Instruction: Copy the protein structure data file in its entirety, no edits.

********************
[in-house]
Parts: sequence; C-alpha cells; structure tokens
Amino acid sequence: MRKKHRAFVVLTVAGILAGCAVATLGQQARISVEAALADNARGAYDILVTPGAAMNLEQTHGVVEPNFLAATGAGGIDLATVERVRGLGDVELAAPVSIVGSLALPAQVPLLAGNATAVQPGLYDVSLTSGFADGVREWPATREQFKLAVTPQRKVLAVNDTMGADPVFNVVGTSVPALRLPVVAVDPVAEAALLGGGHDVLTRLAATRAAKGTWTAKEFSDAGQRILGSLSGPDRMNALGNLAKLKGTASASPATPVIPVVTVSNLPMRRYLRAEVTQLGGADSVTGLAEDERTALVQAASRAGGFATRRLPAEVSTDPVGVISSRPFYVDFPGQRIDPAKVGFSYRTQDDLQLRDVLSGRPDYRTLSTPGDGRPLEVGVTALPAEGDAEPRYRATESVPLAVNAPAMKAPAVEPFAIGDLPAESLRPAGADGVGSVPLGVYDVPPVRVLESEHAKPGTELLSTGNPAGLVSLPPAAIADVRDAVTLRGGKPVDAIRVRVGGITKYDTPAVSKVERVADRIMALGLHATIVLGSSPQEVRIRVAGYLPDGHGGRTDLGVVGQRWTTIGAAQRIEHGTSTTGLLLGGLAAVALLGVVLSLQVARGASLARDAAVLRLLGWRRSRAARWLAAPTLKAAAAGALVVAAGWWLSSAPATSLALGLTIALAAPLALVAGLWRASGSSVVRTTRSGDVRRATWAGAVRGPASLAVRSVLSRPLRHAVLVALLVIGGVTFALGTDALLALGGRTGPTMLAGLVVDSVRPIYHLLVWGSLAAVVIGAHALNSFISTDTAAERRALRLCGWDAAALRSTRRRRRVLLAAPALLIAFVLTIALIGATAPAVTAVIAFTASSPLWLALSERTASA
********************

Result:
[in-house]
Parts: sequence; C-alpha cells; structure tokens
Amino acid sequence: MRKKHRAFVVLTVAGILAGCAVATLGQQARISVEAALADNARGAYDILVTPGAAMNLEQTHGVVEPNFLAATGAGGIDLATVERVRGLGDVELAAPVSIVGSLALPAQVPLLAGNATAVQPGLYDVSLTSGFADGVREWPATREQFKLAVTPQRKVLAVNDTMGADPVFNVVGTSVPALRLPVVAVDPVAEAALLGGGHDVLTRLAATRAAKGTWTAKEFSDAGQRILGSLSGPDRMNALGNLAKLKGTASASPATPVIPVVTVSNLPMRRYLRAEVTQLGGADSVTGLAEDERTALVQAASRAGGFATRRLPAEVSTDPVGVISSRPFYVDFPGQRIDPAKVGFSYRTQDDLQLRDVLSGRPDYRTLSTPGDGRPLEVGVTALPAEGDAEPRYRATESVPLAVNAPAMKAPAVEPFAIGDLPAESLRPAGADGVGSVPLGVYDVPPVRVLESEHAKPGTELLSTGNPAGLVSLPPAAIADVRDAVTLRGGKPVDAIRVRVGGITKYDTPAVSKVERVADRIMALGLHATIVLGSSPQEVRIRVAGYLPDGHGGRTDLGVVGQRWTTIGAAQRIEHGTSTTGLLLGGLAAVALLGVVLSLQVARGASLARDAAVLRLLGWRRSRAARWLAAPTLKAAAAGALVVAAGWWLSSAPATSLALGLTIALAAPLALVAGLWRASGSSVVRTTRSGDVRRATWAGAVRGPASLAVRSVLSRPLRHAVLVALLVIGGVTFALGTDALLALGGRTGPTMLAGLVVDSVRPIYHLLVWGSLAAVVIGAHALNSFISTDTAAERRALRLCGWDAAALRSTRRRRRVLLAAPALLIAFVLTIALIGATAPAVTAVIAFTASSPLWLALSERTASA